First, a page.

Why it was okay for me to sit on chumashim today

My ambucycle with the Chumashim on top of the seat.

It certainly isn’t usual to sit on Chumashim. They are holy books and should be treated with respect. When they fall on the floor, we are taught as young children to pick them up and kiss them. They hold the word of G-d and therefore must be respected, certainly not played with and definitely not sat on. That is the general rule, right? I guess, like all other general rules, there are exceptions when one is allowed to break them. Today was one such exception, as not only did I sit on a complete set of Mikra’ot Gedolot Chumashim, parshanim and all, but I did so with a Rabbinic blessing. 

The donated Chumashim on my ambucycle just before I delivered them.

Similar to many other stories in my life, this one also begins with volunteering. As part of United Hatzalah of Israel’s Ten Kavod (Giving Honor) project, which has trained medical responders who provide weekly medical checkups to elderly people who live on their own, I visit an elderly man each week in his home in Efrat. The purpose of the visits is to both check up on the older person from a medical perspective and make sure that they are in good health, or at least that their health isn’t deteriorating, and at the same time, provide them with a social outlet and help disperse the sense of loneliness that they feel.

During our visits, we sit and talk about life, I tell him my story and he tells me his. For Yom Ha’atzmaut I brought him to my home so that he could enjoy a family barbecue, something which he hasn’t been able to do for many years, as he has no family in Israel and due to his medical condition he cannot move very well. He also didn’t leave his house last year due to the Coronavirus. 

He thoroughly enjoyed the barbecue and getting out of his house. It was the first time he was able to do so in a long while. This week during our meeting, he thanked me for inviting and bringing him to participate. As we got to talking I asked him about his plans for the upcoming holiday of Shavuot. He bemoaned the fact that he didn’t really have any, not that he was planning to stay up all night, but even during the daytime, he didn’t have anyone to learn with. He then regaled me about how much he loves the Rambam, dislikes litvaks, and used to spend lots of time in one of the local Yeshivot and enjoyed learning with the talmidim there, until his medical condition prevented him from going. In an off-hand comment, he complained that he didn’t even have any chumashim to go over the weekly Torah portion.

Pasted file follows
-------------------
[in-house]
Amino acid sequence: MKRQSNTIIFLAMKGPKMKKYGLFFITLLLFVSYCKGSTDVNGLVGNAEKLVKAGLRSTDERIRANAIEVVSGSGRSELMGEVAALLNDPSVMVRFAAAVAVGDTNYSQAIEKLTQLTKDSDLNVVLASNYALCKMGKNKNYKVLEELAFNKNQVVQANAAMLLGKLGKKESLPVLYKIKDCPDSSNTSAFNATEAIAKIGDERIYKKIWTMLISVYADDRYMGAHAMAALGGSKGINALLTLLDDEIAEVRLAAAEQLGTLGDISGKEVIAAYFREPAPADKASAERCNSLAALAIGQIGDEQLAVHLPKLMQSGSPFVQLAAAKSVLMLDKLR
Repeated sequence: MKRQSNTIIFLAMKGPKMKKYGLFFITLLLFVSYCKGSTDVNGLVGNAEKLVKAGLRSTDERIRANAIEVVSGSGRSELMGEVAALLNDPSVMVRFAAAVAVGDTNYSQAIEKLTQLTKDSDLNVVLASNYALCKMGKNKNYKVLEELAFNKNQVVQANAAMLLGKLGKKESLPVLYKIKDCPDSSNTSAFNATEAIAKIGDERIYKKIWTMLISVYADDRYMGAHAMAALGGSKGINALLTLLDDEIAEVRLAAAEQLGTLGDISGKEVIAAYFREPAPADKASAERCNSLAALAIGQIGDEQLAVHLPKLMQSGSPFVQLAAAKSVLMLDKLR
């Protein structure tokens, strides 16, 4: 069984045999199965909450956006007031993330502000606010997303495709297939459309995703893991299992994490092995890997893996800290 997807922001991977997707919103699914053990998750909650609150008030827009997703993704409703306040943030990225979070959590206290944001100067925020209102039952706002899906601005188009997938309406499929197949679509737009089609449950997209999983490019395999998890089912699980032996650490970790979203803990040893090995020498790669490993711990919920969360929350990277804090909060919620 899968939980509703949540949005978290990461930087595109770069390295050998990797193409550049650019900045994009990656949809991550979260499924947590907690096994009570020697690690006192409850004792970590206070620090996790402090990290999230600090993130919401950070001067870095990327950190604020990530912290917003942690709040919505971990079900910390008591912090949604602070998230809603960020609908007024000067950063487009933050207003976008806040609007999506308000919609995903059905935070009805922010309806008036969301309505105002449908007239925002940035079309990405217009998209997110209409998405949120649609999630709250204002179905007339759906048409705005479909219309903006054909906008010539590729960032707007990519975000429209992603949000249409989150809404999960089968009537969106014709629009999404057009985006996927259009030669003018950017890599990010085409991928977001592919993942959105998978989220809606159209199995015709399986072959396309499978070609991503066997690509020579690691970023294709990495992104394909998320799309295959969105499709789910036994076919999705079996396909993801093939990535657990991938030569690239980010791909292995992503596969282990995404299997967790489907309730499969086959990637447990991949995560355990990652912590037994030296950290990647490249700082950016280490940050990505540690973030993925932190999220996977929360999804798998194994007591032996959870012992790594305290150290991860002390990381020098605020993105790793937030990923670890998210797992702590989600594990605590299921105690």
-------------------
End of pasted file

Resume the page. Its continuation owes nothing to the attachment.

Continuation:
I stopped his reverie and asked, “Why don’t you have any chumashim?” He replied that he has a siddur in it which contains the parshiyot but it isn’t the same as a Chumash with the meforshim in it, and he particularly misses learning with the Mikraot Gedolot set of chumashim. He then said that because of his eyesight, he would prefer using an edition with large print, but doesn’t know where to get one and doesn’t have money to buy one. He left it at that and then went back to discussing how much he enjoys learning the Rambam that he has in his cabinet. From there he asked me to take care of a few chores that were beyond his capabilities and then to check his blood pressure, which we try to do every week so as to make sure he is in good health.